How different is a congressional hearing from a courtroom trial?
Well, first of all, the purposes of congressional hearings are fundamentally different from the purposes of a courtroom trial. Ordinarily, other than the fact that witnesses are sometimes asked questions in congressional hearings, there is very little similarity. I’m joking, but essentially there are no rules of evidence in congressional hearings, and no appellate court to reverse the rulings of the chair. Frequently, a member of the committee will spend his or her allotted time making statements and never get around to actually asking the witness a question. Of course, there are exceptions, particularly where there is cooperation between the chair and the ranking minority member on what they want to accomplish. For example, there was a world of difference between the highly politicized Whitewater Committee hearings and the bipartisan 9/11 Commission hearings. That being said, the skill set that I have honed as a litigator—attention to preparation, the ability to question witnesses, to listen carefully to their answers, and then follow up—has also served me well in my assignments as committee counsel in congressional investigations. Although, because of the pressure of strict time limitations on questioning, the congressional hearing experience sometimes takes on the aspect of a TV game show like the old Beat the Clock.

Representing a witness before a congressional committee is a much different experience than defending a client in the courtroom. It involves a recognition of the critical importance of committee staff, which does all the heavy lifting, identifying friendly questioners among the committee members, learning proper protocol for counsel’s participation—a much different tradecraft from litigating a case in court. Suffice it to say that in the congressional hearing process, there is a whole lot going on behind the scenes that experienced counsel will take into consideration as part of effective representation of a client.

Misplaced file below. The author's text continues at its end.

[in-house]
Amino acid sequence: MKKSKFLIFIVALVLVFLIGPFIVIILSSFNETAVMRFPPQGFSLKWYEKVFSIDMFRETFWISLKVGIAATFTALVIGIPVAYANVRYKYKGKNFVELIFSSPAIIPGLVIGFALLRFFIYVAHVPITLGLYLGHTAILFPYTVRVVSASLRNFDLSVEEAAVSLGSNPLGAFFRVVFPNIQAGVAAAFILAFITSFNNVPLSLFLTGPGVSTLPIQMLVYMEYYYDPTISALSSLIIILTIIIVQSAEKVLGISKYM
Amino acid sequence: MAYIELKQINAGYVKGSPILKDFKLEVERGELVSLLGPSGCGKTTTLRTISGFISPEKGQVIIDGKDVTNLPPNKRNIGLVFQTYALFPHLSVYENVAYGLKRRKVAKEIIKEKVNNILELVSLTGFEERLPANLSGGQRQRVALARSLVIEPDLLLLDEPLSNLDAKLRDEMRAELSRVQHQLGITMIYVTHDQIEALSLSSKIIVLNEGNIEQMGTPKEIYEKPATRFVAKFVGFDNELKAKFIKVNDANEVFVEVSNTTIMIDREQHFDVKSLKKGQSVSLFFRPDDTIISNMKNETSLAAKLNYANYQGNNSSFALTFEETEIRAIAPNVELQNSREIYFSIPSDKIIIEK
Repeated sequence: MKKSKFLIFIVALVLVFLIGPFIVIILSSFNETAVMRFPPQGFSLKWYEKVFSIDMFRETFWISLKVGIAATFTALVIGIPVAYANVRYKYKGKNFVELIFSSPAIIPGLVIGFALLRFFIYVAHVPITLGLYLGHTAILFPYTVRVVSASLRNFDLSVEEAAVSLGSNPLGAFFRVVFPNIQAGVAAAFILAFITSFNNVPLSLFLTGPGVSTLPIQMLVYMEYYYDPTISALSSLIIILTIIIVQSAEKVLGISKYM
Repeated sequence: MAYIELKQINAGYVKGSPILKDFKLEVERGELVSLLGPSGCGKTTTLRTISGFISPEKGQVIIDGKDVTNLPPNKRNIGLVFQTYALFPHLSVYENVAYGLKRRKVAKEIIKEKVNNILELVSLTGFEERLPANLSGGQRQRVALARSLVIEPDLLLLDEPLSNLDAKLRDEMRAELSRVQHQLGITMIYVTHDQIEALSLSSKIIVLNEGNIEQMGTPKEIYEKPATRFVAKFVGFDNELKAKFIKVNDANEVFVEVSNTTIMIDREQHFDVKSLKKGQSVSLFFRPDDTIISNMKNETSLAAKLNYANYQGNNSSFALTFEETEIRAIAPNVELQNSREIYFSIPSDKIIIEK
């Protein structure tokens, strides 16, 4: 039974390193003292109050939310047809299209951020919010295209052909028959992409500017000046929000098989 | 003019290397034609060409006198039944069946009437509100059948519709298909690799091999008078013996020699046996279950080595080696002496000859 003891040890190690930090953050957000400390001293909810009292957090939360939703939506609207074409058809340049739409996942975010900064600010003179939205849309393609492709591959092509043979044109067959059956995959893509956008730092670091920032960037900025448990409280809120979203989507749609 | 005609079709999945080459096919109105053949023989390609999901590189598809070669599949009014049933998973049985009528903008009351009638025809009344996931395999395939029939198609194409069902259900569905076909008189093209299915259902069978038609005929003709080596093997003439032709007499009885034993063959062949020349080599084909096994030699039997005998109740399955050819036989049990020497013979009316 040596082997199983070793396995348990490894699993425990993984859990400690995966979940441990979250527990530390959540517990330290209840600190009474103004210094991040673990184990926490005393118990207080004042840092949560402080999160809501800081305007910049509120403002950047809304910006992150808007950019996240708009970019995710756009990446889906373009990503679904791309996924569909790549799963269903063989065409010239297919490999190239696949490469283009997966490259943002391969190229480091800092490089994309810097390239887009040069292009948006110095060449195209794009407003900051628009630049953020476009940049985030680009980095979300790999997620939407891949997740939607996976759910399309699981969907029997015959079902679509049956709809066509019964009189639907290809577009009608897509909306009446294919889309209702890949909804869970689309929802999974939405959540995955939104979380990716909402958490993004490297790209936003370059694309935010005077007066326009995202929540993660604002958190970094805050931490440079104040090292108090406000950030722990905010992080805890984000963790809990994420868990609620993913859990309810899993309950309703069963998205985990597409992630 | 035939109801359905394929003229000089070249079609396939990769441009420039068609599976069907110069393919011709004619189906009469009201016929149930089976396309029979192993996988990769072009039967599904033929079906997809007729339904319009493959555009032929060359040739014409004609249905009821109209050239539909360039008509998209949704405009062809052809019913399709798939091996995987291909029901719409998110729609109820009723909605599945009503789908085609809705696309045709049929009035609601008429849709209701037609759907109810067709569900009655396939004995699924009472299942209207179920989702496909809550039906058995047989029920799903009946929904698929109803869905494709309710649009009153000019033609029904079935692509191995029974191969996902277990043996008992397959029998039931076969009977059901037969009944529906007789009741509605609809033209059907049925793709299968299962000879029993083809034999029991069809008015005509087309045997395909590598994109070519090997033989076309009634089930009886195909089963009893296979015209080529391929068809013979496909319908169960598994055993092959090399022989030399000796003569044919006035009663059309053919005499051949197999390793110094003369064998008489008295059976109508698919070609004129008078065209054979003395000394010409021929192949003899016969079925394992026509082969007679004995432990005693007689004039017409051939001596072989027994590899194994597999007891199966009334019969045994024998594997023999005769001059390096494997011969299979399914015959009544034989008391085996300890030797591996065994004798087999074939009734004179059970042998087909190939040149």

Because you have been involved in a number of high-profile cases, there has been a lot written about you, both good and bad. How do you deal with negative press or comments?
I have come to get used to it and accept that it’s all part of the package. If you are involved in a high-profile case, it’s pretty much a given that you will attract criticism, or at least some degree of second-guessing, from some quarters. Not that I’m indifferent to constructive criticism—I’m a long way from perfect—but it certainly doesn’t pay to get distracted by negative criticism. You have to keep your focus on what you’re doing. My sense of self and how I approach professional obligations and responsibilities is pretty simple: Go ahead and do the right thing, and let the rest take care of itself. Of course, it’s nice to receive kudos for your work, but if you start worrying about how this or that will be perceived, it will curtail you in one way or another and affect the performance of your responsibilities. This can put you on a very slippery slope, so the easiest thing is to just go forward with your professional obligations and objectives clearly in mind.

Since the advent of the Internet, there has been an explosion of self-expression that is forever enshrined in print. Beyond pundits in the mainstream, I have drawn attention from wingnuts on the left and the right. My favorites on the left are a strident group of 9/11 “deniers” who claim that the Twin Towers were brought down by “controlled demolitions” and that the Pentagon was never hit by an airplane. To them, I am part of a conspiracy to cover up the “facts.” The wingnuts on the right are not as creative, going for less printable ad hominem attacks. As they used to say in Brooklyn, “Waddaya gonna do?”

What were your reasons for writing your book, Emperor’s New Clothes? What would you like people
to get from reading it?

The offer from St. Martin’s Press provided the opportunity to share my perspective on five of the highest-profile matters I’ve been involved in over my professional career, one in each decade from the late 60s to the present. I chose the Sweig-Voloshen-McCormack investigation and trials of the influence-peddling ring run out of the Speaker’s office; Watergate; Abscam, where I represented a defendant at the center of a wide-ranging and, in my opinion, out of control, sting operation targeted at Congress; Whitewater, where I served as chief counsel to the Democrats on the Senate Whitewater Committee; and, finally, my service as one of 10 members of the bipartisan 9/11 Commission. The book definitely expresses my personality, point of view, sense of humor, and approach to professional life that I thought it would be fun to write about and to make available to those who would be interested—most importantly, my family, friends, and colleagues.